Self care prescription: solitude and company in solitude
It’s time for a serious chat – beyond well-intentioned resolutions to a topic many of us have neglected for far too long. Self-care. There are many symptoms that present to indicate we have been guilty of self-neglect. Nagging loneliness, confusion, depression, listlessness, lack of purpose. Bitterness, envy, rage, resignation. These are the emotional signs. The physical signs also begin to manifest as illness, lethargy and blobbiness. That’s the scientific term I just invented for feeling like a poop pile.
Like most all women, we’ve been raised to be compliant and nurturing, sacrificing and pleasant. It’s almost impossible to hold on to needing to put ourselves first, trust our instincts and letting that wildish nature free. And when every free minute can most easily be filled up with social media scrolling, tv viewing and texting, it takes herculean effort to set aside time to listen to that quiet voice inside.
Last night I met with a group of women for a forest walk in a nature preserve, which included some introspective activities, discussion, meditation and story time, and then moon-watching. It was restorative to be surrounded not only by the natural world in it’s chilling and colorful one-ness, but also this group of women. We had all taken some time to reconnect despite the many demands in our lives insisting we stay home.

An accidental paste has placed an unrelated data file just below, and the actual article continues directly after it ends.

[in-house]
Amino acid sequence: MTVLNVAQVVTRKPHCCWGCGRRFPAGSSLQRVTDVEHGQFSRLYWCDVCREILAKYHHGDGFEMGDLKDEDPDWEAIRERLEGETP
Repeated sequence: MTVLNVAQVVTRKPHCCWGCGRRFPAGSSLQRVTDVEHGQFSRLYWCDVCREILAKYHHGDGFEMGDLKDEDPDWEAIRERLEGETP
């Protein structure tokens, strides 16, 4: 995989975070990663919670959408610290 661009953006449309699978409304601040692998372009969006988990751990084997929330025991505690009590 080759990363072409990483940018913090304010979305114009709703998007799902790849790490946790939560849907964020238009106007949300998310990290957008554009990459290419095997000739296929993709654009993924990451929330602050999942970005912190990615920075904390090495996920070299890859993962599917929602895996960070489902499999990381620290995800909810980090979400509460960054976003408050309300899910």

We sat in a circle to meditate and discuss Estes’ rendition of the tale of the girl with the red shoes that she published in her book, Women Who Run With Wolves. It’s a version of the Hans Christian Andersen tale.
If you’ve read the story, it seems quite dark. Fairy tales often tended to have dark and grave endings to help illustrate the seriousness of the point. The happy endings prevent us from learning the appropriate lesson. The tale’s interpretation that has meaning for me is that the little girl lost her feet, her freedom, because she gave in to poor, shiny substitutes to her own creative license. Her homemade red shoes had been taken from her, and also her freedom as she is given food, clean clothes, new shoes and other comforts. Shiny red shoes become her obsession. But the shoes dance away with her in them and she cannot stop dancing until her feet are chopped off.
We accept comforts and addictions rather than what we really need. We use
food to feel satisfied
alcohol and screens to feel numb and pass the time
attention-seeking to feel worthy
work to feel important
serving others so we can feel needed
and these things become poor replacements that drive us dancing toward physical or spiritual death. We lose ownership of our own life, our ability to stop the dance of substitutions and get back to what is real.
The prescription for recovery is to spend time with ourselves, and to spend time in the company of those we can be ourselves with. My previous post about Care of the Soul discusses some of these ways to spend time with yourself, as suggested by Thomas Moore in his book Care of the Soul. My next post will discuss the more day-to-day ways we can monitor our “self” and take care of our “self.”